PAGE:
We remain open to provide care for your pets. We are following the direction of government and regulatory authorities and have implemented hospital and visit protocols to keep both you and our team safe. For regular updates on our hours and visit protocols, please follow our social media platforms.
Pain is easier to control, and often with lower doses, if medications are given before the painful event. It is also often more effective, as well as safer to use lower doses of multiple pain medications (referred to as a multi-modal approach) than to give a huge dose of a single drug and have a higher risk of side effects. Local anesthesia is one way to provide this pre-emptive pain management and can easily be combined into a multi-modal program; it is a simple and convenient way to provide pain management during dental procedures, such as extractions.
Local anesthesia allows us to control pain at the “root” of the problem (no pun intended). It blocks sensation exactly where it is applied. Strategic placement over a nerve will block the entire region of the body that that nerve innervates, as when a dentist freezes just the lower left side of your mouth. Veterinarians do the same type of local anesthesia for canine and feline extractions. There is no sedation, or “hangover” from local anesthesia, and these injections typically will last between 30 minutes to 4 hours, so while they are great for pain control during and shortly after the procedure, they do not provide prolonged pain control for after the fact. Thus, additional pain medications might be used at home afterward in a multi-modal approach to pain control.
While general anesthesia prevents some pain, successively higher doses are needed for more painful procedures like dental extractions. Higher doses of a general anesthetic can have significant deleterious effects on blood pressure and cardiovascular function. By using local nerve blocks, the pain control no longer falls entirely on the general anesthetic; a lower anesthetic dose is required to keep the patient comfortable and thus a lower chance for side effects on their heart rate, breathing, and blood pressure, resulting in an overall safer procedure and anesthetic.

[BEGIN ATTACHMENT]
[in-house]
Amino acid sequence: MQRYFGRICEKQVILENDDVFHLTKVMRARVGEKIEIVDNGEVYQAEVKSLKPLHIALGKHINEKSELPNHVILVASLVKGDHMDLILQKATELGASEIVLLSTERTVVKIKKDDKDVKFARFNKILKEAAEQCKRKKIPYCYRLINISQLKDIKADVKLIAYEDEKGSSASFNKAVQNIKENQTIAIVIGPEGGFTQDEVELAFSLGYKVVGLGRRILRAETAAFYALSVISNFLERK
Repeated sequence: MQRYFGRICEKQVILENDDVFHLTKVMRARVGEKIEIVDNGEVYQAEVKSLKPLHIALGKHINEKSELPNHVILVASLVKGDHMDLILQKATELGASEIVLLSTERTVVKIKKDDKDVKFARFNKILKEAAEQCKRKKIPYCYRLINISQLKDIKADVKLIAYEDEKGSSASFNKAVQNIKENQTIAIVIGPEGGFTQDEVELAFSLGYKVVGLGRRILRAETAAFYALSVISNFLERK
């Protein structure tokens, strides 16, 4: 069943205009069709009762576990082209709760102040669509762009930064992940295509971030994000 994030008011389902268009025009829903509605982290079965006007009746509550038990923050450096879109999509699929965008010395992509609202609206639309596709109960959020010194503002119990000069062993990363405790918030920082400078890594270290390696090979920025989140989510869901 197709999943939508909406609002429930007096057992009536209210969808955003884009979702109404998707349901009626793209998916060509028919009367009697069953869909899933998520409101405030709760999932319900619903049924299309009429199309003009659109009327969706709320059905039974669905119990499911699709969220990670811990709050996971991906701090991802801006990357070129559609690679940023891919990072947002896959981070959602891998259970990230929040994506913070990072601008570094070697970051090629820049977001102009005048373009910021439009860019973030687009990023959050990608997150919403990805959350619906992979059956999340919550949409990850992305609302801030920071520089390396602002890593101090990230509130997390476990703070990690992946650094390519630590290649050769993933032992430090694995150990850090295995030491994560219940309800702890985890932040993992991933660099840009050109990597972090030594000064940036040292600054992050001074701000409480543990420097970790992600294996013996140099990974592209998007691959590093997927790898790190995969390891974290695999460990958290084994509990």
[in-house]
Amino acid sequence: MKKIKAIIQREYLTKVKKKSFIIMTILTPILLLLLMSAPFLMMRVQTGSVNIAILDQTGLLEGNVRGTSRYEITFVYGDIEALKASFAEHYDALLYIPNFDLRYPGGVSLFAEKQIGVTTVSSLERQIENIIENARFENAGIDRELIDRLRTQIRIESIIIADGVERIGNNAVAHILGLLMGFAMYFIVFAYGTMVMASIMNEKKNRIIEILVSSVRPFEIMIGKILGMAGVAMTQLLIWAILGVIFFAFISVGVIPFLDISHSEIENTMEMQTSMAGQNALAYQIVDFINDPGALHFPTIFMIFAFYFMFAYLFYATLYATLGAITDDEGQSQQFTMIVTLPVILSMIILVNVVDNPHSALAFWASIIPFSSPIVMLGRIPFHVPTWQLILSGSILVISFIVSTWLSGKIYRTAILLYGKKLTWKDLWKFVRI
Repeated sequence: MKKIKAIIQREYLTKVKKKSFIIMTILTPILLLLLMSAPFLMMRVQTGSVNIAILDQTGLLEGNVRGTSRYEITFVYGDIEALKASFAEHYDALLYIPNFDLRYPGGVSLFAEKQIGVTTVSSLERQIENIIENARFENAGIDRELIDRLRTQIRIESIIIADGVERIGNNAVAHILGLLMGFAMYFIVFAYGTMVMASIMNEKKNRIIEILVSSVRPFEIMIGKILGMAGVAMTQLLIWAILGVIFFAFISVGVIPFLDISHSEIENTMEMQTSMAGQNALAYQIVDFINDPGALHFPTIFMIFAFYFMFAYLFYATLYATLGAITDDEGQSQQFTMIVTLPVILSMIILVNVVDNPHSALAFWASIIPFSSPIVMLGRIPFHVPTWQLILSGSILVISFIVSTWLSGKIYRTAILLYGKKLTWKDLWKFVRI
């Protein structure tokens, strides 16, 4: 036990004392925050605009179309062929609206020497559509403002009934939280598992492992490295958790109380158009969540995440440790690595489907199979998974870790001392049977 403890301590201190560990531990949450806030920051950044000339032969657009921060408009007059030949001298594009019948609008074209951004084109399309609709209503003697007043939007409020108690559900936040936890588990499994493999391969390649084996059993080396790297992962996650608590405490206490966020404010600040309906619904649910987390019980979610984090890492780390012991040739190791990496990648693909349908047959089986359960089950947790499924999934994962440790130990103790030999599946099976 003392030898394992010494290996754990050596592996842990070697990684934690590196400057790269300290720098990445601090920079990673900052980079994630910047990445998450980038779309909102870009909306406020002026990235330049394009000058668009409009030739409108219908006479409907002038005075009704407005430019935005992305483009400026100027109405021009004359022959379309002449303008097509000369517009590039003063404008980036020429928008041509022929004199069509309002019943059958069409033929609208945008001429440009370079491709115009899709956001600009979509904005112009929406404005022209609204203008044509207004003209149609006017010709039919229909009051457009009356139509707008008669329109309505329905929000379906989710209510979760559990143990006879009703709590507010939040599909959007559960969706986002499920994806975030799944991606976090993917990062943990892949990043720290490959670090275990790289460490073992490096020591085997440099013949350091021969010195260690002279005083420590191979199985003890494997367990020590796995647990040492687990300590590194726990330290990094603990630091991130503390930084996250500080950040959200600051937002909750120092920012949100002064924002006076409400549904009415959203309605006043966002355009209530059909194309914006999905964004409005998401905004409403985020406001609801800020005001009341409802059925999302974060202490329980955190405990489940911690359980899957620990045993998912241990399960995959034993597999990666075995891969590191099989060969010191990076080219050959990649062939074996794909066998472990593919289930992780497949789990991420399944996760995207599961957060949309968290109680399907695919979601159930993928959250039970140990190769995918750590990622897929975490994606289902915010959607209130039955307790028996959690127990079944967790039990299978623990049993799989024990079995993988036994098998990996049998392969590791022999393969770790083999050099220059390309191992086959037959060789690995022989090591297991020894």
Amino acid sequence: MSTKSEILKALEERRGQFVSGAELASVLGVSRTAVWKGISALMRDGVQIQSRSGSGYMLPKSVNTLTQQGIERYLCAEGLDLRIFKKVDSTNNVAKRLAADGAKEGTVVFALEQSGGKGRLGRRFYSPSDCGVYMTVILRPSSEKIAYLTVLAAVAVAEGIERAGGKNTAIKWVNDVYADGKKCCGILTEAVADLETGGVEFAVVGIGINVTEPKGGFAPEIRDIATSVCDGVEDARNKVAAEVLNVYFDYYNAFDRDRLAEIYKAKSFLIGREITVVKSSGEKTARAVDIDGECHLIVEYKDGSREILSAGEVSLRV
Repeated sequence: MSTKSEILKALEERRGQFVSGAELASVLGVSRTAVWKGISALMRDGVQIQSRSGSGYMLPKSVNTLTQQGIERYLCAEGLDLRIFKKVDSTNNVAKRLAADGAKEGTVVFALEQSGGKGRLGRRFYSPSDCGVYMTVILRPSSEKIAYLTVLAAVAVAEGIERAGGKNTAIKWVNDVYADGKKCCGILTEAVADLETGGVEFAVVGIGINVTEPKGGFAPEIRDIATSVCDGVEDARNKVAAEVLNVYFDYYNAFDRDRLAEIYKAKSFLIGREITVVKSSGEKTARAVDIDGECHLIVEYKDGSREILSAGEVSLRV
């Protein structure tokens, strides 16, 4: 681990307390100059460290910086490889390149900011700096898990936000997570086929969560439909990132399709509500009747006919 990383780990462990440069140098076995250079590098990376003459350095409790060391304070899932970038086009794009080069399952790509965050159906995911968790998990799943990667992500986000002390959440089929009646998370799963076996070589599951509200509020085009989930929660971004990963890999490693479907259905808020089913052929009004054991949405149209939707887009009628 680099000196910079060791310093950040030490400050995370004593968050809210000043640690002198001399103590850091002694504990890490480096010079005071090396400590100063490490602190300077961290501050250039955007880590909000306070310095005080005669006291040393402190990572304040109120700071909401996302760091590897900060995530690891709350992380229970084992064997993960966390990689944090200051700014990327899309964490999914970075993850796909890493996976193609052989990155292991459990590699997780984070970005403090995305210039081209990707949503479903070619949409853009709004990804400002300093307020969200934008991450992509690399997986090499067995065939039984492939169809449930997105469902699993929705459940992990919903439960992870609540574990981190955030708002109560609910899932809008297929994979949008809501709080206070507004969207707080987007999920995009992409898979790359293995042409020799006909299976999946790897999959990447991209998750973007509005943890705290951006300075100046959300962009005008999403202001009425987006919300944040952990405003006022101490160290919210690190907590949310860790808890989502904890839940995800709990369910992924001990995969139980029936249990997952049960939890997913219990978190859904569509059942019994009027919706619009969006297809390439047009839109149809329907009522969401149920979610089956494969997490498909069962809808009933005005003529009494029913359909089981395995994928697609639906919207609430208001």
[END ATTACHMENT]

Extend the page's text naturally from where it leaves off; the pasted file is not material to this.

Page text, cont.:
There are many signs of dental disease such as tartar, gingivitis, bleeding, not eating. Sometimes your veterinarian can see a tooth that’s loose or that the enamel is damaged. The tricky part is that teeth are like little icebergs and much of the tooth is below the gum line.
Due to the close contact that our work requires, we have taken additional measures to protect you and our team while providing care for your furry family members.
The following changes are effective as of Monday, March 23, 2020:
1. We are currently operating a “closed waiting room” policy to protect our clients and staff. When you arrive, please remain in your vehicle and use your cell phone to call us at 905.689.8005. We will open the door and bring you and your pet into the clinic for an examination with the veterinarian. We ask 1 client per pet please. Once the examination is finished, the Doctor will either call you or come out to talk to you to discuss the treatment etc for your pet. For those who do not have a mobile phone, an easy knock at the door will work the same way!
2. We are continuing to accept appointments for urgent or sick pets, as well as time-sensitive puppy/kitten vaccinations. All other services will be scheduled for a later time.
3. The animal hospital is still OPEN with the following hours: Monday- Friday: 8:00am - 6pm, Saturday: 9:00am - 1:00pm, & Closed on Sundays.
4. Country Tails Doggie Daycare and our Grooming Salon are closed until further notice.
5. If you are ordering food or medications, please allow 2-4 business days as our suppliers are dealing with increased demand and are trying to fill orders as quickly as possible. We will advise you as soon as your order arrives. Please call us when you arrive to pick up your order, but do not enter the hospital. Our staff will bring your order to your car and take payment over the phone. You can also use our online store and have your food delivered directly to your home. To sign up for the online store, visit our website.
6. For the time being, we are not accepting cash as payment. Credit cards and debit card payments are still available.
7. Online consultations are now available! If you wish to connect with a veterinarian via message, phone or video, visit our website and follow the "Online Consultation" link.
8. Following the recommendations of our government and medical experts, we are doing our best to practice social distancing within the constraints of our roles. As such, we have taken measures to avoid both contracting and facilitating the spread of this virus.
Thank you for helping us be diligent for everyone's safety. As we have heard from all levels of government, the situation is fluid and any updates will be provided as changes occur.
- Your dedicated team at Clappison Animal Hospital